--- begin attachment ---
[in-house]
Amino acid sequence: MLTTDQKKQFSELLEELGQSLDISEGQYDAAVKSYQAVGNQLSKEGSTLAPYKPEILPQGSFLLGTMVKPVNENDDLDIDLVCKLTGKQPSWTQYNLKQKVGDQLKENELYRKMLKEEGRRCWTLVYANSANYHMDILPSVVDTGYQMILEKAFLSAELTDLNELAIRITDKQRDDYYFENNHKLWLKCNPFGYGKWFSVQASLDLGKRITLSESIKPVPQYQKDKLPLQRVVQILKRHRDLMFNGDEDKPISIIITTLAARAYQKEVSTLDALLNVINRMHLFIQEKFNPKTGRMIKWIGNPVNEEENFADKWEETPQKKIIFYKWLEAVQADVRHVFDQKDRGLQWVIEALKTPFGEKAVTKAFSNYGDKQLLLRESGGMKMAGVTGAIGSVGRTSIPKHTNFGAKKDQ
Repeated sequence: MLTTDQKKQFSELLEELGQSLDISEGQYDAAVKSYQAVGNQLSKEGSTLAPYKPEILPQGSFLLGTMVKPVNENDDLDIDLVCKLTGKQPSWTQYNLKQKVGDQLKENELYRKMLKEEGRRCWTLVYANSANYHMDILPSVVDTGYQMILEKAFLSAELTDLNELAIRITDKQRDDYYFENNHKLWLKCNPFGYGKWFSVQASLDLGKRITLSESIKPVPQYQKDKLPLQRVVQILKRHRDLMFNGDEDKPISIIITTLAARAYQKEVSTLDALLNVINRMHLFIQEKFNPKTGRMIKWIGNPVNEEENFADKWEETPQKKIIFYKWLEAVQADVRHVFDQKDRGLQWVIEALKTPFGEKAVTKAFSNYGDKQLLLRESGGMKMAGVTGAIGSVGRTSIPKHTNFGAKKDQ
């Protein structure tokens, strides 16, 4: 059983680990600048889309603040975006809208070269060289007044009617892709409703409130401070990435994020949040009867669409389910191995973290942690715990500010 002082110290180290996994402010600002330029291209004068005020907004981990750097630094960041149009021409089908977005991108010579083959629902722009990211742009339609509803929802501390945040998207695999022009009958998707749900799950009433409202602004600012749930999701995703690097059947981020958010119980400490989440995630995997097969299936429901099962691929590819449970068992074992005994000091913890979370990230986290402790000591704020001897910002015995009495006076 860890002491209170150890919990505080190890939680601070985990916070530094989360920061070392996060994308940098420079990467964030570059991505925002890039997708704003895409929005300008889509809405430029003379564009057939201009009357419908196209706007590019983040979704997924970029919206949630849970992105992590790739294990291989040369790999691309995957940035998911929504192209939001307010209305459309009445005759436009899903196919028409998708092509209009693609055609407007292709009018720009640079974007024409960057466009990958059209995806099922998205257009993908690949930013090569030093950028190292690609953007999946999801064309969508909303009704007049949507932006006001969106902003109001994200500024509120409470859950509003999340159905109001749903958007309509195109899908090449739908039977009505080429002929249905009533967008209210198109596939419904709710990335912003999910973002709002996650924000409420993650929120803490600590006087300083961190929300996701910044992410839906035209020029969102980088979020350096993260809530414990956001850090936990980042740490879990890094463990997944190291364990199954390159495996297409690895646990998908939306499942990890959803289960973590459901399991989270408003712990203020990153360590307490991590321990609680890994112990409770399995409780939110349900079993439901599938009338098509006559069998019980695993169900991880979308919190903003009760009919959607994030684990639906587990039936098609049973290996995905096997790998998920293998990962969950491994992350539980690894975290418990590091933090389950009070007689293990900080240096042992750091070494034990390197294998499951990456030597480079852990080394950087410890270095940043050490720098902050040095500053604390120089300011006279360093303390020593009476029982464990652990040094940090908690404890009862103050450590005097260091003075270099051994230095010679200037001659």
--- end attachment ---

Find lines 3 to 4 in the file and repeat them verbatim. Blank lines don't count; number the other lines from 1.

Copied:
Repeated sequence: MLTTDQKKQFSELLEELGQSLDISEGQYDAAVKSYQAVGNQLSKEGSTLAPYKPEILPQGSFLLGTMVKPVNENDDLDIDLVCKLTGKQPSWTQYNLKQKVGDQLKENELYRKMLKEEGRRCWTLVYANSANYHMDILPSVVDTGYQMILEKAFLSAELTDLNELAIRITDKQRDDYYFENNHKLWLKCNPFGYGKWFSVQASLDLGKRITLSESIKPVPQYQKDKLPLQRVVQILKRHRDLMFNGDEDKPISIIITTLAARAYQKEVSTLDALLNVINRMHLFIQEKFNPKTGRMIKWIGNPVNEEENFADKWEETPQKKIIFYKWLEAVQADVRHVFDQKDRGLQWVIEALKTPFGEKAVTKAFSNYGDKQLLLRESGGMKMAGVTGAIGSVGRTSIPKHTNFGAKKDQ
């Protein structure tokens, strides 16, 4: 059983680990600048889309603040975006809208070269060289007044009617892709409703409130401070990435994020949040009867669409389910191995973290942690715990500010 002082110290180290996994402010600002330029291209004068005020907004981990750097630094960041149009021409089908977005991108010579083959629902722009990211742009339609509803929802501390945040998207695999022009009958998707749900799950009433409202602004600012749930999701995703690097059947981020958010119980400490989440995630995997097969299936429901099962691929590819449970068992074992005994000091913890979370990230986290402790000591704020001897910002015995009495006076 860890002491209170150890919990505080190890939680601070985990916070530094989360920061070392996060994308940098420079990467964030570059991505925002890039997708704003895409929005300008889509809405430029003379564009057939201009009357419908196209706007590019983040979704997924970029919206949630849970992105992590790739294990291989040369790999691309995957940035998911929504192209939001307010209305459309009445005759436009899903196919028409998708092509209009693609055609407007292709009018720009640079974007024409960057466009990958059209995806099922998205257009993908690949930013090569030093950028190292690609953007999946999801064309969508909303009704007049949507932006006001969106902003109001994200500024509120409470859950509003999340159905109001749903958007309509195109899908090449739908039977009505080429002929249905009533967008209210198109596939419904709710990335912003999910973002709002996650924000409420993650929120803490600590006087300083961190929300996701910044992410839906035209020029969102980088979020350096993260809530414990956001850090936990980042740490879990890094463990997944190291364990199954390159495996297409690895646990998908939306499942990890959803289960973590459901399991989270408003712990203020990153360590307490991590321990609680890994112990409770399995409780939110349900079993439901599938009338098509006559069998019980695993169900991880979308919190903003009760009919959607994030684990639906587990039936098609049973290996995905096997790998998920293998990962969950491994992350539980690894975290418990590091933090389950009070007689293990900080240096042992750091070494034990390197294998499951990456030597480079852990080394950087410890270095940043050490720098902050040095500053604390120089300011006279360093303390020593009476029982464990652990040094940090908690404890009862103050450590005097260091003075270099051994230095010679200037001659």